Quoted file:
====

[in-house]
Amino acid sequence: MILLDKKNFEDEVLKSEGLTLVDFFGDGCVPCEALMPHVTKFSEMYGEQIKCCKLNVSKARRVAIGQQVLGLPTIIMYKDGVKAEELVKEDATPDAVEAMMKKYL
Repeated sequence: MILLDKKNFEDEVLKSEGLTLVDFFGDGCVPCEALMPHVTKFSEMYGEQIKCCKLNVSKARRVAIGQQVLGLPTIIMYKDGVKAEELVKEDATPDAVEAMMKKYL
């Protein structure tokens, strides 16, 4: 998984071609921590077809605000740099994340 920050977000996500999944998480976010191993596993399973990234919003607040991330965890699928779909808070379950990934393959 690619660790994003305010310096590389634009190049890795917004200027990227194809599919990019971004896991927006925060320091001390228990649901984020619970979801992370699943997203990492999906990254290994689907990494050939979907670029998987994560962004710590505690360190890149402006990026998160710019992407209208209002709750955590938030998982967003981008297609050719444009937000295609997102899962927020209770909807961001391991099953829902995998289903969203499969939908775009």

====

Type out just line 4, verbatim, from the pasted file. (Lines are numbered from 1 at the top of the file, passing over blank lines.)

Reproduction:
């Protein structure tokens, strides 16, 4: 998984071609921590077809605000740099994340 920050977000996500999944998480976010191993596993399973990234919003607040991330965890699928779909808070379950990934393959 690619660790994003305010310096590389634009190049890795917004200027990227194809599919990019971004896991927006925060320091001390228990649901984020619970979801992370699943997203990492999906990254290994689907990494050939979907670029998987994560962004710590505690360190890149402006990026998160710019992407209208209002709750955590938030998982967003981008297609050719444009937000295609997102899962927020209770909807961001391991099953829902995998289903969203499969939908775009």